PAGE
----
QuoteOriginally posted by: CuchulainnQuoteOriginally posted by: bearishFirst of all, don't sell your Polish roots short. I know people by the names of Bielecki, Gatarek, Musiela, and Rutkowski who all studied in Poland and have made an impact in the big world of mathematical finance. Second, it is odd, or at least unusual, to do a master's program in order to qualify for another master's program. I don't know anything about the program in Newcastle (other than that they talk funny there), but I am pretty sure that this is not the sort of thing you want to shop for on price alone. Much of quant finance is about being somebody who can solve moderately hard mathematical problems by writing supportable software, and being able to sell the resulting product to the end user. It is usually not about deep math, but it is also rarely about being a "financier". That end is usually covered by business school grads who know more about market technicals, taxes, accounting rules, capital regulations, cocktails, strip clubs, etc.Andrew LesniewskiPiotr Karasinki Benoît Mandelbrot //BTW Phelim Boyle got his BA in Accounting from Queen's University in Belfast and PhD in Mathematical Physics from Trinity College, Dublin.I'll call you out on Mandelbrot who, while he was born in Poland, was educated almost entirely in France and the US. And I am puzzled where my old friend Phelim fits into this narrative.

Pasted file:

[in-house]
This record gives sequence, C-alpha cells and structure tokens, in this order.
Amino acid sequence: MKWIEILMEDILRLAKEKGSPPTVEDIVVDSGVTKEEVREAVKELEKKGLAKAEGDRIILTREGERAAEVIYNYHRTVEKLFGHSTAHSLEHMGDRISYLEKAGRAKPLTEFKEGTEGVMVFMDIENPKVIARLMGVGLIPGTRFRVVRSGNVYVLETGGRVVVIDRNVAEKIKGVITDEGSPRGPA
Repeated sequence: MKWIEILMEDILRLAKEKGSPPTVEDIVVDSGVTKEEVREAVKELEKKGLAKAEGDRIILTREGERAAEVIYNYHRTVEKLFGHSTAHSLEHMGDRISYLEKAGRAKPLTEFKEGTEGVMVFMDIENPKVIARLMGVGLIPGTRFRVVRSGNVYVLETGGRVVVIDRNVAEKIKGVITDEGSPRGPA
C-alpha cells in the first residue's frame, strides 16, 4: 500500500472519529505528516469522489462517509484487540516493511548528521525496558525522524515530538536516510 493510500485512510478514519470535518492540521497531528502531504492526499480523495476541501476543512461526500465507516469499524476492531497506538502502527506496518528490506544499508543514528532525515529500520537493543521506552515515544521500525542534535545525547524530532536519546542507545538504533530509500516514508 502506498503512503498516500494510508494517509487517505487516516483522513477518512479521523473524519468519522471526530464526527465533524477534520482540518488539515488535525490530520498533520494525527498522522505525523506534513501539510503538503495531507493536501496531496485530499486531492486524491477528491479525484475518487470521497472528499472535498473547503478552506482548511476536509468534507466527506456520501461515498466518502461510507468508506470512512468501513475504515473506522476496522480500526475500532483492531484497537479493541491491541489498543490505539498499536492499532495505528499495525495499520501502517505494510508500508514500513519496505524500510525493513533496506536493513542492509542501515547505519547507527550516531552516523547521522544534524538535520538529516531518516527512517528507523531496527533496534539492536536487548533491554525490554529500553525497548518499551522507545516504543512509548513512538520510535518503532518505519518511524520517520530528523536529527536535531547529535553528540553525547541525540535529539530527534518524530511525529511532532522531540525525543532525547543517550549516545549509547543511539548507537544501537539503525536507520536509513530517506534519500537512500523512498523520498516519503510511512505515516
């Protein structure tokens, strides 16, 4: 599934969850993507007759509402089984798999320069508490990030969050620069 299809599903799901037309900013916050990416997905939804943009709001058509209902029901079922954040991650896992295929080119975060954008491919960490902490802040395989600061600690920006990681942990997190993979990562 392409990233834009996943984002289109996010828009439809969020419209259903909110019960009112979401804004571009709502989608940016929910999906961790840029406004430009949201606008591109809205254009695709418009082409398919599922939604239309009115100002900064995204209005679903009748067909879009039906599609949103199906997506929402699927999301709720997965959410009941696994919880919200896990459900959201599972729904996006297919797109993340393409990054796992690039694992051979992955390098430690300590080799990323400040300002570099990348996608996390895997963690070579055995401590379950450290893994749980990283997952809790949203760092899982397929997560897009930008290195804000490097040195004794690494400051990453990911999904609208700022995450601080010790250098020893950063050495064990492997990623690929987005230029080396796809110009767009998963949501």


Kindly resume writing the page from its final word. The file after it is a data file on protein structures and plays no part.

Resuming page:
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bearish
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Asking for advice regarding career as a quantitative analyst

June 12th, 2015, 1:37 am